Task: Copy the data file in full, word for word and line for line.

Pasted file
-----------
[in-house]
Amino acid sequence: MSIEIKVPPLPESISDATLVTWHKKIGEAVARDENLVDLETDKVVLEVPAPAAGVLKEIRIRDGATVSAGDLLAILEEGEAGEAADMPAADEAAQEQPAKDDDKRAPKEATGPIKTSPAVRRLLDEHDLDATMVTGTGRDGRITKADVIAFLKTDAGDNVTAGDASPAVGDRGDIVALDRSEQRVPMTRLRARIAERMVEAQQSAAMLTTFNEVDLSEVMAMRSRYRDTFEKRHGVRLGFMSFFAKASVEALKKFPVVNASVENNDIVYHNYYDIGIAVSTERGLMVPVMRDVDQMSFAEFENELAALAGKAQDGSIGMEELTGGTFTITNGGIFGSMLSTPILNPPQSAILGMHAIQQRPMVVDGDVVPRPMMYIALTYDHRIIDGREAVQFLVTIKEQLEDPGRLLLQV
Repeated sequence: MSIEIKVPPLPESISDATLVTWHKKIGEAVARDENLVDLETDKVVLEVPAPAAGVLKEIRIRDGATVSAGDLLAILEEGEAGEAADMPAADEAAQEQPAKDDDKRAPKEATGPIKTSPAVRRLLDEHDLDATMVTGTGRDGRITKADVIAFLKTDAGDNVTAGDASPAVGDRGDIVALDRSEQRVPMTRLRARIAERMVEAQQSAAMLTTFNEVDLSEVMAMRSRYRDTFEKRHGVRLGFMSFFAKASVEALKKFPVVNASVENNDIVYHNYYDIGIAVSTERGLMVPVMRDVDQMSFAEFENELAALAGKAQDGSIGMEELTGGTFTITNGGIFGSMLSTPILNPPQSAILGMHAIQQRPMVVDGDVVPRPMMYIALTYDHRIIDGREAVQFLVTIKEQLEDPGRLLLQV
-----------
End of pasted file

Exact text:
[in-house]
Amino acid sequence: MSIEIKVPPLPESISDATLVTWHKKIGEAVARDENLVDLETDKVVLEVPAPAAGVLKEIRIRDGATVSAGDLLAILEEGEAGEAADMPAADEAAQEQPAKDDDKRAPKEATGPIKTSPAVRRLLDEHDLDATMVTGTGRDGRITKADVIAFLKTDAGDNVTAGDASPAVGDRGDIVALDRSEQRVPMTRLRARIAERMVEAQQSAAMLTTFNEVDLSEVMAMRSRYRDTFEKRHGVRLGFMSFFAKASVEALKKFPVVNASVENNDIVYHNYYDIGIAVSTERGLMVPVMRDVDQMSFAEFENELAALAGKAQDGSIGMEELTGGTFTITNGGIFGSMLSTPILNPPQSAILGMHAIQQRPMVVDGDVVPRPMMYIALTYDHRIIDGREAVQFLVTIKEQLEDPGRLLLQV
Repeated sequence: MSIEIKVPPLPESISDATLVTWHKKIGEAVARDENLVDLETDKVVLEVPAPAAGVLKEIRIRDGATVSAGDLLAILEEGEAGEAADMPAADEAAQEQPAKDDDKRAPKEATGPIKTSPAVRRLLDEHDLDATMVTGTGRDGRITKADVIAFLKTDAGDNVTAGDASPAVGDRGDIVALDRSEQRVPMTRLRARIAERMVEAQQSAAMLTTFNEVDLSEVMAMRSRYRDTFEKRHGVRLGFMSFFAKASVEALKKFPVVNASVENNDIVYHNYYDIGIAVSTERGLMVPVMRDVDQMSFAEFENELAALAGKAQDGSIGMEELTGGTFTITNGGIFGSMLSTPILNPPQSAILGMHAIQQRPMVVDGDVVPRPMMYIALTYDHRIIDGREAVQFLVTIKEQLEDPGRLLLQV